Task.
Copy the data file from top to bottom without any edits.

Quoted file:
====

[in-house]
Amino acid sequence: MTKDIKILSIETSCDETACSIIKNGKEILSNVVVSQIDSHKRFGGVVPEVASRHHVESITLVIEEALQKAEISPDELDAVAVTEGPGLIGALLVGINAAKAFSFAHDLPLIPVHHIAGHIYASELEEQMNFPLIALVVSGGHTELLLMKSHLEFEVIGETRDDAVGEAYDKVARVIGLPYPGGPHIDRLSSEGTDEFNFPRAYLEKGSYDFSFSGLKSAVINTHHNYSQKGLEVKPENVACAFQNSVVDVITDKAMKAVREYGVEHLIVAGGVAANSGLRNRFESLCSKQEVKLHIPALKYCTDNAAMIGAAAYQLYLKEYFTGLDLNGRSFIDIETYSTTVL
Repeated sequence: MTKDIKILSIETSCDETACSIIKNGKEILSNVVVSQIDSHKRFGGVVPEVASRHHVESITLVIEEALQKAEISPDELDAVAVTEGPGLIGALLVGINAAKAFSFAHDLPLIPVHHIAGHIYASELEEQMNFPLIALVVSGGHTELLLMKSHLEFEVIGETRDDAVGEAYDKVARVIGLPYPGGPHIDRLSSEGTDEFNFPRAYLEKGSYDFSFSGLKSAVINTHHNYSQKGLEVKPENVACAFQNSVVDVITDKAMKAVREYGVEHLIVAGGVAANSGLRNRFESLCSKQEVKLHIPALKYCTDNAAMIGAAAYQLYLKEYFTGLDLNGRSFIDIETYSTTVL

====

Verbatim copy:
[in-house]
Amino acid sequence: MTKDIKILSIETSCDETACSIIKNGKEILSNVVVSQIDSHKRFGGVVPEVASRHHVESITLVIEEALQKAEISPDELDAVAVTEGPGLIGALLVGINAAKAFSFAHDLPLIPVHHIAGHIYASELEEQMNFPLIALVVSGGHTELLLMKSHLEFEVIGETRDDAVGEAYDKVARVIGLPYPGGPHIDRLSSEGTDEFNFPRAYLEKGSYDFSFSGLKSAVINTHHNYSQKGLEVKPENVACAFQNSVVDVITDKAMKAVREYGVEHLIVAGGVAANSGLRNRFESLCSKQEVKLHIPALKYCTDNAAMIGAAAYQLYLKEYFTGLDLNGRSFIDIETYSTTVL
Repeated sequence: MTKDIKILSIETSCDETACSIIKNGKEILSNVVVSQIDSHKRFGGVVPEVASRHHVESITLVIEEALQKAEISPDELDAVAVTEGPGLIGALLVGINAAKAFSFAHDLPLIPVHHIAGHIYASELEEQMNFPLIALVVSGGHTELLLMKSHLEFEVIGETRDDAVGEAYDKVARVIGLPYPGGPHIDRLSSEGTDEFNFPRAYLEKGSYDFSFSGLKSAVINTHHNYSQKGLEVKPENVACAFQNSVVDVITDKAMKAVREYGVEHLIVAGGVAANSGLRNRFESLCSKQEVKLHIPALKYCTDNAAMIGAAAYQLYLKEYFTGLDLNGRSFIDIETYSTTVL